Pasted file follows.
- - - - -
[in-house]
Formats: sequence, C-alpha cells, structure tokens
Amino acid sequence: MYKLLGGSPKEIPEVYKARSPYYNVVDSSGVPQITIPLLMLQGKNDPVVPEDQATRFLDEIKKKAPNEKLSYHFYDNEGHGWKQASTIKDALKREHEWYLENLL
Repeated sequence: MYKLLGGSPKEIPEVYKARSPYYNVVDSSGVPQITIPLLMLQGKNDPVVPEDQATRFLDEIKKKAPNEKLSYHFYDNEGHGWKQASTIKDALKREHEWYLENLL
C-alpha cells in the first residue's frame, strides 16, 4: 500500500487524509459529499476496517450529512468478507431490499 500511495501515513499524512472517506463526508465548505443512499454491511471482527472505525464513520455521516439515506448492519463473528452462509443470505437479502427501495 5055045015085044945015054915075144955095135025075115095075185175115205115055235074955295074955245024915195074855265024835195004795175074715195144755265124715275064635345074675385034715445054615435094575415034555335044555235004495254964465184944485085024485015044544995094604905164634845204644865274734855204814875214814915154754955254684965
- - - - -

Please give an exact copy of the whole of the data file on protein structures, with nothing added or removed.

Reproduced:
[in-house]
Formats: sequence, C-alpha cells, structure tokens
Amino acid sequence: MYKLLGGSPKEIPEVYKARSPYYNVVDSSGVPQITIPLLMLQGKNDPVVPEDQATRFLDEIKKKAPNEKLSYHFYDNEGHGWKQASTIKDALKREHEWYLENLL
Repeated sequence: MYKLLGGSPKEIPEVYKARSPYYNVVDSSGVPQITIPLLMLQGKNDPVVPEDQATRFLDEIKKKAPNEKLSYHFYDNEGHGWKQASTIKDALKREHEWYLENLL
C-alpha cells in the first residue's frame, strides 16, 4: 500500500487524509459529499476496517450529512468478507431490499 500511495501515513499524512472517506463526508465548505443512499454491511471482527472505525464513520455521516439515506448492519463473528452462509443470505437479502427501495 5055045015085044945015054915075144955095135025075115095075185175115205115055235074955295074955245024915195074855265024835195004795175074715195144755265124715275064635345074675385034715445054615435094575415034555335044555235004495254964465184944485085024485015044544995094604905164634845204644865274734855204814875214814915154754955254684965